Beats and Bodies of Water: Montoya’s “Otun”

Chris Daly offers a quick word on the Italy-by-way-of-Columbia artist's newest single.
By    May 14, 2019

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Chris Daly does a double breaststroke that would put you to shame.

Sometimes, the journey makes the adventurer.  Case in point, Columbia-born Montoya started his musical career as a classically trained violinist.  Today, he can be found residing in Treviso, Italy’s  Fabrica, a “cultural subversion center,” and putting his pan-international stamp on the world of beats.  A world traveler from an early age, the musician has taken his tenure with such world-famous groups as Cuba’s Gran Teatro de La Habana and Vienna’s Muikverein to create the amalgamated sounds that are his ZZK label debut, “Otun.”

Montoya takes a collector’s approach to his music, incorporating everything from Amazonian and Andean tribal folk music to modern reggaeton and traditional salsa, all over thumping beats.  Unsurprisingly, even with one master helmsman, each track has its own distinct feel.  Opener “Perla” leads with driving synths and a disembodied, nearly robotic voice chanting over native percussive instruments.  “Solo Quiero,” featuring the sultry vocals of Bogota’s Pedrina, brings the bedroom vibe, while the title track, featuring Nidia Gongora, is a tribal dance floor scorcher.  And so it goes, Montoya completing a yeoman’s job melding and merging the various sounds he’s ingested thus far on his musical travels.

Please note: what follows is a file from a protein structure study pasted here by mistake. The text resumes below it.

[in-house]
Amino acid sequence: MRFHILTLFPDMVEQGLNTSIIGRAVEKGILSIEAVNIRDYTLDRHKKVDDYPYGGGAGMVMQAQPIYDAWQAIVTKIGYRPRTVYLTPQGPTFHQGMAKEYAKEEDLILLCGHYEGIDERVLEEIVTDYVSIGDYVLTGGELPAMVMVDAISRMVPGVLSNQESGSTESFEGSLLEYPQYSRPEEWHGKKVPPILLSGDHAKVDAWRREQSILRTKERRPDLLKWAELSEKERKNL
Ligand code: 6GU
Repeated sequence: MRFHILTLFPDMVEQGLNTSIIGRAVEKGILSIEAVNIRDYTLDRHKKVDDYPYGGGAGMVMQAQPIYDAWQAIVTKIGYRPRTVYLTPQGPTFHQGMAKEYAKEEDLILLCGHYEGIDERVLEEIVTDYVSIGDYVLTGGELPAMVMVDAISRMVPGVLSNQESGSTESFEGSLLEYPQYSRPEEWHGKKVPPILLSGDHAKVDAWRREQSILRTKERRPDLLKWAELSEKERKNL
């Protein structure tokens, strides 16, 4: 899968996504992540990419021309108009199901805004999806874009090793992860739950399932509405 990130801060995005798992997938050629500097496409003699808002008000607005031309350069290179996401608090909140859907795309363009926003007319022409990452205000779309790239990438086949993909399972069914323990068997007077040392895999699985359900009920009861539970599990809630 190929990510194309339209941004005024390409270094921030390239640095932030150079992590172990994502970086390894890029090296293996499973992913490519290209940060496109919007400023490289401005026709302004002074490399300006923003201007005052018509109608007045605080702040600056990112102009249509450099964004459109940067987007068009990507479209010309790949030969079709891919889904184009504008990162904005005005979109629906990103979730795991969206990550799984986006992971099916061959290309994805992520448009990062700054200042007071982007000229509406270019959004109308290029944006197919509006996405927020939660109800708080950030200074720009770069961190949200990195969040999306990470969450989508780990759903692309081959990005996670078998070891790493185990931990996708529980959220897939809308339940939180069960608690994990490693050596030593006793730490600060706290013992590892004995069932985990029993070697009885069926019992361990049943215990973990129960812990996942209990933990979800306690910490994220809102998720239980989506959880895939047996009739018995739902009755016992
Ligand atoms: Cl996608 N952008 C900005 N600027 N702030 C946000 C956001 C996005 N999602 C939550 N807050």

Otun is both a lake and river in Columbia, the only source of drinking water for area communities.  Montoya is here to make sure you will not go thirsty today.

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